India: Direct Tax Code Panel reconstitution

October 28, 2018

The system of taxation imposes levies on the individuals within the territorial jurisdiction of the taxing authority allocated with the said task. Taxes are the largest source of income for the government facilitating it to uplift the country by the Central and State Governments along with local authorities like municipal corporations. These contributions of the citizens in the form of tax revenue enable the overall socio-economic development of the nation in terms of infrastructure, education, healthcare and medical facilities, industrial advancement, agricultural growth, employment generation, etc.

The Indian tax regime is divided into direct and indirect taxes. While direct taxes are levied on individuals and corporate entities and cannot be transferred to others, indirect taxes on the other hand are not directly paid to the government authorities but are levied on goods and services and collected by intermediaries.

Direct Tax Law

With a view to reframe the laws pertaining to direct tax for better compliance and effective management of the process of imposing and collection of tax, the Government appointed a task force on November 22, 2017[1].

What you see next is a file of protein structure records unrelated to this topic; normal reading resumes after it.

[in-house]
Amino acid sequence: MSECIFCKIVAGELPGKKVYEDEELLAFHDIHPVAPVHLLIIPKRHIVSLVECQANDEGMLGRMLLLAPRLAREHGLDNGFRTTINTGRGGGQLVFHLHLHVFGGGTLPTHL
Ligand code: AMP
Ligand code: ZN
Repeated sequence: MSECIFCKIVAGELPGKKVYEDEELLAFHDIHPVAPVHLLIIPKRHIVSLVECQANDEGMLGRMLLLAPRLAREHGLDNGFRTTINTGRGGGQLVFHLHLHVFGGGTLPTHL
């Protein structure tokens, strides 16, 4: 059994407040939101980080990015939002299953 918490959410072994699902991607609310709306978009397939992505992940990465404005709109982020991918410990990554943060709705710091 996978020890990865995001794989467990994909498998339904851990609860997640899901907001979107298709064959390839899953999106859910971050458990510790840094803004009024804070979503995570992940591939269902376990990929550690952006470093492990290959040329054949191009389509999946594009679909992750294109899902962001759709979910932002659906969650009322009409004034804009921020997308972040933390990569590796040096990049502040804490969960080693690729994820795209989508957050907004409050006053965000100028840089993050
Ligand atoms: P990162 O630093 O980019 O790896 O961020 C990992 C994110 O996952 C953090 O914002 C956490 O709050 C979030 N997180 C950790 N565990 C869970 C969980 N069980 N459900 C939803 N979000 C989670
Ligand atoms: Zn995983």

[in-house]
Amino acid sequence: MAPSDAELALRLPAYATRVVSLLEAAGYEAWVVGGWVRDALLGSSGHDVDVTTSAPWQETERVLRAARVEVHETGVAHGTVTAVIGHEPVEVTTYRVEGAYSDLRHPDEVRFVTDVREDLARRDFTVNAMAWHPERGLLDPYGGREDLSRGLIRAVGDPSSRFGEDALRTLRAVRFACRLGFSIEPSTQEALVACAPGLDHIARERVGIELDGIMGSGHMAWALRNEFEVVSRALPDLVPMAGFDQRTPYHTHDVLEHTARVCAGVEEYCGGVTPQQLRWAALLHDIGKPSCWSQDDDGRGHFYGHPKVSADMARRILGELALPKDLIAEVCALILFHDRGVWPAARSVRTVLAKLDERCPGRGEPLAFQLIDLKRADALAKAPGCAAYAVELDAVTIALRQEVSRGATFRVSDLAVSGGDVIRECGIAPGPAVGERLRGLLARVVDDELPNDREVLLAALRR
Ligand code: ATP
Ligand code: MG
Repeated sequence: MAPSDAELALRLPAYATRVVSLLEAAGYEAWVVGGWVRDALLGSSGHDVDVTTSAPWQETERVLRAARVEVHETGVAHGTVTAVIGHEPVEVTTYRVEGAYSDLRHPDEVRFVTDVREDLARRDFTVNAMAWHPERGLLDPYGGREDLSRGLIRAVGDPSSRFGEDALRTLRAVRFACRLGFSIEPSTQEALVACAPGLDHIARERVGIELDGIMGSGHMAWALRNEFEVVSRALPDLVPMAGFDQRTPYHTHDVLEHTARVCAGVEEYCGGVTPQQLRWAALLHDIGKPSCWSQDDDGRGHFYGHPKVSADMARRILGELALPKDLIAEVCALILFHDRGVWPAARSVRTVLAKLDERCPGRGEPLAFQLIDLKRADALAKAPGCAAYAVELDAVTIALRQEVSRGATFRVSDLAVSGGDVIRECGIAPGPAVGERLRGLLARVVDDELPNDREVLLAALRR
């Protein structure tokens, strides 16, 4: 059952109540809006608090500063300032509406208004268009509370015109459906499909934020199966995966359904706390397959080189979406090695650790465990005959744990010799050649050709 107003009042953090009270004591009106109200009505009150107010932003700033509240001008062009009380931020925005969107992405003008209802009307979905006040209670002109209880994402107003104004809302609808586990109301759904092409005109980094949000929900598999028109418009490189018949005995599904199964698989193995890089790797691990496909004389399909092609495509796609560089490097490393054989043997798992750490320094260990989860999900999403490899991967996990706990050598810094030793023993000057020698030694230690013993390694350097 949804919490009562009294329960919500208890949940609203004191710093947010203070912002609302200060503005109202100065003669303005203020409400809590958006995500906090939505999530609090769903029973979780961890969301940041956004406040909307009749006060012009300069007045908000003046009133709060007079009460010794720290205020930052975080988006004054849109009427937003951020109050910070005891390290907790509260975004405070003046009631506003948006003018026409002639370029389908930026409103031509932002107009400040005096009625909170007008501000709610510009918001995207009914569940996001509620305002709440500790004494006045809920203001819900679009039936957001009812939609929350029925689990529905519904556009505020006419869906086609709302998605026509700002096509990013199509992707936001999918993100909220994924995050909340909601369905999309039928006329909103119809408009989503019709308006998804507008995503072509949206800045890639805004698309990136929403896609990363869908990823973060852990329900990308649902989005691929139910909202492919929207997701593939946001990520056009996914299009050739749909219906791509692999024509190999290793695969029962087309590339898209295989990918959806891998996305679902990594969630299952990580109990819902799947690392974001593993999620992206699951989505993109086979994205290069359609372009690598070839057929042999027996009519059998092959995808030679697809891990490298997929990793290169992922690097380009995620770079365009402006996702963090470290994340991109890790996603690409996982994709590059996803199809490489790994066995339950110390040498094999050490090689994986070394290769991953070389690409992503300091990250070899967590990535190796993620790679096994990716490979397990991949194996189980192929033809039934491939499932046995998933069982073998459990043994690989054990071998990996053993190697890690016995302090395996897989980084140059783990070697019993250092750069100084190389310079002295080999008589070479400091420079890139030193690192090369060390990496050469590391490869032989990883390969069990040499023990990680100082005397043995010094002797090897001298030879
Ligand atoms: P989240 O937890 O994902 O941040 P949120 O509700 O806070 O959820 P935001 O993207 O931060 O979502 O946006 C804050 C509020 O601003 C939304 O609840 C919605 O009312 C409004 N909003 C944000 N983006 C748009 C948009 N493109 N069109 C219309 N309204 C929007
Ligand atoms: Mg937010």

The task force was given the responsibility to draft a new direct tax legislation to replace the existing Income Tax Act, 1961, with improved and beneficial provisions taking into account best international practices and the economic needs of the country. It was required to submit its report 6 months therefrom which period was subsequently given a 3-month extension till August, 2018.

However, the existing panel failed to submit the requisite report in due time owing to the disagreement on the basic tenets of the direct tax structure between the members of the task force. The panel could not agree on crucial aspects of the tax structure such as exemptions for individual taxpayers.

The proposed code was also expected to take forward the ongoing withdrawal of corporate tax exemptions and reduction in corporate tax rate to 25% for all businesses, besides giving further relief to individual income taxpayers in the lower tax brackets.

The inability to provide recommendations for imposing changes in the tax regime has delayed the formulation of revised legal framework which would be at par with the international standards based on the local needs. In view of taking steps in furtherance of devising in the form of a revised direct tax code, the Government is in the process of reconstituting the panel deployed in the said regard.[2]



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